Maryland environmental regulators are asking their federal counterparts to crack down on 19 coal plants in five other states whose emissions — carried hundreds of miles by the wind — make the air here unhealthy to breathe on hot summer days.
The plants have spent billions of dollars on technology to reduce pollution, but according to Maryland officials, they don't use it every day during the summer, when heat and sunshine cause the pollutant ozone to form and make air quality its worst.
Ben Grumbles, the state's environment secretary, is asking the U.S. Environmental Protection Agency to step in before this summer.
"We're saying to EPA we know for a fact those power plants have the existing control technologies, they have installed them, but for whatever reason, they're not running them every day during the ozone season," Grumbles said. "That is one very easy way for downwind states like Maryland to benefit."
Northeastern and Mid-Atlantic states have long pressured federal officials and Midwest states to reduce the pollution that blows eastward.
Maryland's petition filed Wednesday presents a relatively new strategy in requiring the states to comply with the federal Clean Air Act, and it comes a month after New York and other states sued the EPA over interstate air pollution.
Maryland environmental officials estimate that 70 percent of this state's ozone pollution comes from upwind states. Such air pollution contributes to health problems that include respiratory illness and heart disease.
"Any effort to clamp down on that noxious pollution can only be of benefit to breathers in Maryland," said Frank O'Donnell, president of Clean Air Watch, an advocacy group in Washington. "There are multiple tools within the Clean Air Act to deal with interstate pollution."
Maryland's petition concerns 36 coal-fired units at 19 plants in Indiana, Kentucky, Ohio, Pennsylvania and West Virginia. Grumbles said the state has been tracking data and air pollution models for the past three years to learn that efforts to cut pollution have fallen short of their potential.
Coal plants across the country have been required to invest in technology to remove key pollutants from their exhaust — sulfur dioxide and nitrogen oxides, which react with other compounds in the atmosphere to form ozone.
In Maryland, regulations imposed last year require that power plants use the technology daily during the summer, when the weather multiplies the ozone pollution in the air and prompts air-quality health alerts.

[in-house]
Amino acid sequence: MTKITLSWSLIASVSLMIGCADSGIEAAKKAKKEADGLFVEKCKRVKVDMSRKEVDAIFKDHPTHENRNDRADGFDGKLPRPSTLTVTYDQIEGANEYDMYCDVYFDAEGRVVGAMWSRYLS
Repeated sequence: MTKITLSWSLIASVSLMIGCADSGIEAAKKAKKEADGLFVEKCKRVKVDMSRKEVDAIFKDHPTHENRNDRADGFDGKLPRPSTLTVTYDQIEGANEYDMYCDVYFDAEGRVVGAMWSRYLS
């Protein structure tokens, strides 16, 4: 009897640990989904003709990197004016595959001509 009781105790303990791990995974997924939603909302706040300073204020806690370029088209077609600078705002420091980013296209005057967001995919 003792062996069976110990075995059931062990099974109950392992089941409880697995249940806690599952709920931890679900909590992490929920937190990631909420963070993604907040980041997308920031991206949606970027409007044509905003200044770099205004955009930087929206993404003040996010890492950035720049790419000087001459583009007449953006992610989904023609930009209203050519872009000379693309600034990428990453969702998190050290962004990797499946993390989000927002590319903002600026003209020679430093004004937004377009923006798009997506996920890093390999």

In other states, however, plants don't have to use the pollution controls every day as long as their average output of the noxious gases remains under federal standards.
"We're not asking for anything that we're not already doing in Maryland," Grumbles said.
One air-quality advocate noted that the petition does not mention a Pennsylvania coal plant that two states have asked EPA to crack down on. Earlier this year, Connecticut and Delaware officials both asked the agency to require pollution controls at the Brunner Island Power Plant south of Harrisburg, Pa.
"We certainly think that plant impacts Maryland, as well," said Mark Kresowik, regional deputy director for the Sierra Club's Beyond Coal campaign. Still, he said, the organization is "encouraged" by Maryland's petition.
The state has asked the EPA to act by May, before next summer's "ozone season" begins.
Grumbles said he hopes the Obama administration acts on the request soon, but if it does not by Jan. 20, the state plans to continue to press the issue with the new administration of President-elect Donald Trump.
The petition fits "hand in glove" with a pending call for the EPA to add nine states to a regional commission focused on reducing interstate pollution, Grumbles said. Maryland was among eight states that asked the agency in 2013 to expand the group to include Illinois, Indiana, Kentucky, Michigan, Ohio, Tennessee, Virginia, West Virginia and North Carolina.
New York and five other states sued the EPA in federal court in New York City last month, demanding that it act on that request.
At that time, Grumbles said the state would not join the lawsuit and would instead focus on "working outside of the courtroom ... to reduce interstate smog."